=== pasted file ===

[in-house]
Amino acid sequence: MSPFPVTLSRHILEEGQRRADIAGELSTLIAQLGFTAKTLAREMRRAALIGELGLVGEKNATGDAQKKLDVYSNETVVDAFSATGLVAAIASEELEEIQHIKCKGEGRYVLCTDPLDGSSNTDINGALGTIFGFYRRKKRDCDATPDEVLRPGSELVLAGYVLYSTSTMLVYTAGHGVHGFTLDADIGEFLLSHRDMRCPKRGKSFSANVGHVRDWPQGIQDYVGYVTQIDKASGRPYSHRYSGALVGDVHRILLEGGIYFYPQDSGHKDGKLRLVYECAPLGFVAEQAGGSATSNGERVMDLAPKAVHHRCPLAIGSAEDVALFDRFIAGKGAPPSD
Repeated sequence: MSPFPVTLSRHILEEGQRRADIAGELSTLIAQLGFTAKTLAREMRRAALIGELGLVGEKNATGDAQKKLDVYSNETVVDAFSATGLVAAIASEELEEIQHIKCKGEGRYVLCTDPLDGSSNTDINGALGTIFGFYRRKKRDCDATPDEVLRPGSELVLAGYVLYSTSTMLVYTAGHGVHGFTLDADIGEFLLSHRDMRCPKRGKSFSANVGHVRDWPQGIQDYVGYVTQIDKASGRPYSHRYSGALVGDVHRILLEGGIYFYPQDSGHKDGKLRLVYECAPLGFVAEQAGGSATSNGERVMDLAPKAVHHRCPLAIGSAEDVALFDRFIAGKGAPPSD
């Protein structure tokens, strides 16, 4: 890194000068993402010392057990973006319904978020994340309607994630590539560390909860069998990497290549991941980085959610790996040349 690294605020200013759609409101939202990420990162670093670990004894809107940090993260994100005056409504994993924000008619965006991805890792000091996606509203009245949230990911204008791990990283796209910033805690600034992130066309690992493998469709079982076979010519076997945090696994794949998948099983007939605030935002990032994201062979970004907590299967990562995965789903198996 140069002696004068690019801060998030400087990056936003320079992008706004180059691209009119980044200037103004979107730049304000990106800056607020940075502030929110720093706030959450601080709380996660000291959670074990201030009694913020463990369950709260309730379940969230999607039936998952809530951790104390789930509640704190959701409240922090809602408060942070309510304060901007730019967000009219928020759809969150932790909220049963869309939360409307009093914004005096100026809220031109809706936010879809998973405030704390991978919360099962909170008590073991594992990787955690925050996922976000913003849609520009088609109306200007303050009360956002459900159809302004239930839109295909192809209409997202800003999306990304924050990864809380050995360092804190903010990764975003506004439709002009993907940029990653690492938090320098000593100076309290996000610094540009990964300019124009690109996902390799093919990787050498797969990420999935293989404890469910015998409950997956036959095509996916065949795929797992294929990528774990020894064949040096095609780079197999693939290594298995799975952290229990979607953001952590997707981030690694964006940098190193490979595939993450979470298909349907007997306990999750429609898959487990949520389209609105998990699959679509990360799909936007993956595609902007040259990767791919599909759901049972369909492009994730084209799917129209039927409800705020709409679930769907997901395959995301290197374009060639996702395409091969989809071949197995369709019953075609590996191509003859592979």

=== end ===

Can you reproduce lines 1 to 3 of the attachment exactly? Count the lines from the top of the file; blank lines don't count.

[in-house]
Amino acid sequence: MSPFPVTLSRHILEEGQRRADIAGELSTLIAQLGFTAKTLAREMRRAALIGELGLVGEKNATGDAQKKLDVYSNETVVDAFSATGLVAAIASEELEEIQHIKCKGEGRYVLCTDPLDGSSNTDINGALGTIFGFYRRKKRDCDATPDEVLRPGSELVLAGYVLYSTSTMLVYTAGHGVHGFTLDADIGEFLLSHRDMRCPKRGKSFSANVGHVRDWPQGIQDYVGYVTQIDKASGRPYSHRYSGALVGDVHRILLEGGIYFYPQDSGHKDGKLRLVYECAPLGFVAEQAGGSATSNGERVMDLAPKAVHHRCPLAIGSAEDVALFDRFIAGKGAPPSD
Repeated sequence: MSPFPVTLSRHILEEGQRRADIAGELSTLIAQLGFTAKTLAREMRRAALIGELGLVGEKNATGDAQKKLDVYSNETVVDAFSATGLVAAIASEELEEIQHIKCKGEGRYVLCTDPLDGSSNTDINGALGTIFGFYRRKKRDCDATPDEVLRPGSELVLAGYVLYSTSTMLVYTAGHGVHGFTLDADIGEFLLSHRDMRCPKRGKSFSANVGHVRDWPQGIQDYVGYVTQIDKASGRPYSHRYSGALVGDVHRILLEGGIYFYPQDSGHKDGKLRLVYECAPLGFVAEQAGGSATSNGERVMDLAPKAVHHRCPLAIGSAEDVALFDRFIAGKGAPPSD